NASA Image of the Day (Large)

Inges Aerospace Visora A Antioquia-Colombia

Antioquia-Colombia Como la Mas Educada en Ciencia, Ingeniería, Tecnológía, Innovación, Educación, Creatividad, Emprendimiento e Industria AeroEspacial Es un Estilo y Una Forma de Vida

domingo, 17 de mayo de 2009


5 a.m. CDT Saturday, May 16, 2009
Mission Control Center, Houston, Texas

05.16.09 STATUS REPORT : STS-125-10

STS-125 MCC Status Report #10

Mission Specialists John Grunsfeld and Drew Feustel are preparing to begin the third spacewalk of Atlantis’ mission to the Hubble Space Telescope. The crew awoke this morning at 4:31 a.m. CDT to “Hotel Cepollina” performed by Fuzzbox Piranha. The song was played for Grunsfeld.

The first activity for today’s spacewalk is the removal of the Corrective Optics Space Telescope Axial Replacement (COSTAR) and the installation of the new Cosmic Origins Spectrograph (COS). COSTAR has been on board Hubble since the first servicing mission in 1993. It has served as a sort of “contact lens” for Hubble and was designed to correct a problem with the telescope’s optics. The new COS will be the most sensitive spectrograph ever flown on Hubble and will examine large scale structures in the universe. The COS weighs 851 pounds and is the size of a phone booth.

The second major task for Grunsfeld and Feustel is the repair of the Advanced Camera for Surveys (ACS). The ACS is one of Hubble’s primary cameras and was installed during the fourth servicing mission the telescope in 2002. It stopped working in early 2007 due to a short circuit in its backup power supply, but it has been responsible for some of the most famous imagery captured by Hubble. Grunsfeld and Feustel will focus on replacing some of the camera’s electronics, which will require them to remove 32 screws from an access panel. To accomplish this, the astronauts will use a custom made fastener capture plate that will lie over the top of the access panel and keep the screws from floating away.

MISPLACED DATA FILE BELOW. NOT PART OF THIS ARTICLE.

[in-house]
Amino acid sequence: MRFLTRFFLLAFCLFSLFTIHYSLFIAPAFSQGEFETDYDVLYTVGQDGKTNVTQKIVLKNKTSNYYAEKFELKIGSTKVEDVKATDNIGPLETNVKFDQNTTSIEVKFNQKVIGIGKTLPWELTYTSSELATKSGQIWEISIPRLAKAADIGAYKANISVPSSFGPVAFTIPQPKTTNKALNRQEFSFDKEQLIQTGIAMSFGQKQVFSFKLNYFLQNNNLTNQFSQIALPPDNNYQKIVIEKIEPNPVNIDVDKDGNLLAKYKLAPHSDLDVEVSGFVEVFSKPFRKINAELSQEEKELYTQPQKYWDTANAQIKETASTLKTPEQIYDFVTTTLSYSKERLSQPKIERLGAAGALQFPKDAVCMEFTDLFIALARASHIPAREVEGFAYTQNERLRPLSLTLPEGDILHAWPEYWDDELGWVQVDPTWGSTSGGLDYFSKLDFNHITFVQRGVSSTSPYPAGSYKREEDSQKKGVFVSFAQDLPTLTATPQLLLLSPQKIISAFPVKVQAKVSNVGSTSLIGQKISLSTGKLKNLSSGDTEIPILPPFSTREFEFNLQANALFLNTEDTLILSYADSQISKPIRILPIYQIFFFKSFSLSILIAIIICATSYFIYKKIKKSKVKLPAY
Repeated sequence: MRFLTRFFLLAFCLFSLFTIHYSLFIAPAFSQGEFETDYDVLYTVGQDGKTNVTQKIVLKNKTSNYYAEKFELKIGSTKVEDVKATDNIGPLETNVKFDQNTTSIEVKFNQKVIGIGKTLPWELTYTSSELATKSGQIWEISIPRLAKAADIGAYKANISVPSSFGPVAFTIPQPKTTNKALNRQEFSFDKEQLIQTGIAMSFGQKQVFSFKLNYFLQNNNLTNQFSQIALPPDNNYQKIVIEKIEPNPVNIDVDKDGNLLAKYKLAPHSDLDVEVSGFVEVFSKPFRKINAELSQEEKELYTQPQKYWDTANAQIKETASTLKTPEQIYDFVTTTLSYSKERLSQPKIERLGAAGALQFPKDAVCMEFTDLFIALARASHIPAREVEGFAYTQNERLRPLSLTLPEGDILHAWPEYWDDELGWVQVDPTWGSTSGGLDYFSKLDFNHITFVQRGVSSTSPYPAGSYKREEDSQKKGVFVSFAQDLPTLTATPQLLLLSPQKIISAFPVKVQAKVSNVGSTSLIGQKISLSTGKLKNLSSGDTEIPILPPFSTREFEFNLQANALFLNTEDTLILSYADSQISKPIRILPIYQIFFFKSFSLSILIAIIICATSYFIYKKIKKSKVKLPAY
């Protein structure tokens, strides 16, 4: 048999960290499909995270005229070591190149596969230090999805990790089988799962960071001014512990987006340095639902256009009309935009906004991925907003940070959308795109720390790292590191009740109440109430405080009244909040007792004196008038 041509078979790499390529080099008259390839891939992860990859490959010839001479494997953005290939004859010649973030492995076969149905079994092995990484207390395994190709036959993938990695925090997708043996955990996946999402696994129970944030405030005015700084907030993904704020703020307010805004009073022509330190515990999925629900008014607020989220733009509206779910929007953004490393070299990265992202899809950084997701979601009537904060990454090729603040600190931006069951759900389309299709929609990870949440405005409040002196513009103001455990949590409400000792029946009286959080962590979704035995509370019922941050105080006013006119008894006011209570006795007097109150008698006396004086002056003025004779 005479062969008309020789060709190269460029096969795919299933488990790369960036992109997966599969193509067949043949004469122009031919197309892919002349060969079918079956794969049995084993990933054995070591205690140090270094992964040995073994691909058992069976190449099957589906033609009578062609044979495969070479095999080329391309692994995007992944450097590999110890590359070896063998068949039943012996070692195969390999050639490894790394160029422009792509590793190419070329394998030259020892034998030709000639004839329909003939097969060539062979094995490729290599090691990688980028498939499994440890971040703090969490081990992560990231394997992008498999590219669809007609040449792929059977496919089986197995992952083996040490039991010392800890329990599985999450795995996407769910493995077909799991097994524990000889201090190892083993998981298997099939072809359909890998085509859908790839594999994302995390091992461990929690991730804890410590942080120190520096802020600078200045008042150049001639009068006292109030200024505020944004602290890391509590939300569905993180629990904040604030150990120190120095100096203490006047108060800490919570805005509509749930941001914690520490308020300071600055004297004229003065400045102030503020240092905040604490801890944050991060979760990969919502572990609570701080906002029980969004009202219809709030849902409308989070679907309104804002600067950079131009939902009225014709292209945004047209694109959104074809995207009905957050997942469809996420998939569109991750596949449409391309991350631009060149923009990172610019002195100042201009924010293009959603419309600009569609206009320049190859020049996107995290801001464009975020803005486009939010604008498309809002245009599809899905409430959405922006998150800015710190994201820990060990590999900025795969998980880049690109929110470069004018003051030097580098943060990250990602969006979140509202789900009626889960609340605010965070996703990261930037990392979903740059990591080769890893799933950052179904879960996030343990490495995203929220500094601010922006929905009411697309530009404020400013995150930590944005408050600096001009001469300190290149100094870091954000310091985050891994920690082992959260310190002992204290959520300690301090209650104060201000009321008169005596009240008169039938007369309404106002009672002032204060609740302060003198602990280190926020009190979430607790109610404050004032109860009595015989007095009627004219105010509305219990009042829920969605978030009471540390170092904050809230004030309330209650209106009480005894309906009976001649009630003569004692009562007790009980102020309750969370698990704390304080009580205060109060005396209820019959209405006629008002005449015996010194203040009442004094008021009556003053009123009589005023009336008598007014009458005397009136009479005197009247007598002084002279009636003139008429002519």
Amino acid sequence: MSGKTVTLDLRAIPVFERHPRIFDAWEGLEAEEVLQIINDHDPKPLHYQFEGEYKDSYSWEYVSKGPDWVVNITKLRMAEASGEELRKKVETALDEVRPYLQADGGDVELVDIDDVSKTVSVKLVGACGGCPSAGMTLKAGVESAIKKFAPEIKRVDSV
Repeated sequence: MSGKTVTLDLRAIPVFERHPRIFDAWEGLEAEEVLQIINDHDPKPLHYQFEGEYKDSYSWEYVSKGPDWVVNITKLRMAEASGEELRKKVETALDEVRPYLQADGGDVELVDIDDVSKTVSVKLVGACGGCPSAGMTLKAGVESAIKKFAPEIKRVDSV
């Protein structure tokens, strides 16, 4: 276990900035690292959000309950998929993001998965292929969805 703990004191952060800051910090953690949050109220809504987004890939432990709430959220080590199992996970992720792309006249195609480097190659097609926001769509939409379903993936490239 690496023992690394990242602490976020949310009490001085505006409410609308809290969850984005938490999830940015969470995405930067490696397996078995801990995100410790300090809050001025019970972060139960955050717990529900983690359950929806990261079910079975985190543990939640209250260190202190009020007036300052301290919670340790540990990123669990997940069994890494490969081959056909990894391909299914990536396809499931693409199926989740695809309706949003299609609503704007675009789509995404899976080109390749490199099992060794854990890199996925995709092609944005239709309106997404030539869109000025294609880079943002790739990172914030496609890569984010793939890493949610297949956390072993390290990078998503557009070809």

Once complete, the entire crew will review the procedures for tomorrow’s spacewalk, which will be conducted by Mike Good and Mike Massimino.

The crew’s sleep period will begin at 8:31 p.m. and crew wake will be at 4:31 a.m. tomorrow. The next status report will be issued at the end of the crew’s day or earlier, if events warrant.